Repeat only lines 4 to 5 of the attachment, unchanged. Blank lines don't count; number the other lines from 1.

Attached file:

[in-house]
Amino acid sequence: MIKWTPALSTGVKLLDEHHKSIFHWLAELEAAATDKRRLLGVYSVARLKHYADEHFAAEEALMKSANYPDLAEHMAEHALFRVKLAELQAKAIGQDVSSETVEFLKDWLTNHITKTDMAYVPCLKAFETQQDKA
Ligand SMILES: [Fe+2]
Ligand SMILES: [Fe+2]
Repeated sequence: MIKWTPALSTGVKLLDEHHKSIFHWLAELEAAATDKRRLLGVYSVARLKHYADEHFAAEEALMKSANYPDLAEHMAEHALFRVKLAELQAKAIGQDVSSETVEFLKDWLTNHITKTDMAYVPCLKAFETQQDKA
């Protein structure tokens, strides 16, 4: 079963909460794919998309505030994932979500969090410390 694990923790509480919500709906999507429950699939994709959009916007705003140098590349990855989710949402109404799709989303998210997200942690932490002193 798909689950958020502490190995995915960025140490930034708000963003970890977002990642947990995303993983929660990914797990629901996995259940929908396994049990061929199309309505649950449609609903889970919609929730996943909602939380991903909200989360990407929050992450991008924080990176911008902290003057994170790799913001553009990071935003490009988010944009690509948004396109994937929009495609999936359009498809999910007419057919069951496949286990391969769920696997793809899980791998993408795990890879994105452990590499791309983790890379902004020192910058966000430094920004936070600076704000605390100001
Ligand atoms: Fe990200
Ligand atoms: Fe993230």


Ligand SMILES: [Fe+2]
Repeated sequence: MIKWTPALSTGVKLLDEHHKSIFHWLAELEAAATDKRRLLGVYSVARLKHYADEHFAAEEALMKSANYPDLAEHMAEHALFRVKLAELQAKAIGQDVSSETVEFLKDWLTNHITKTDMAYVPCLKAFETQQDKA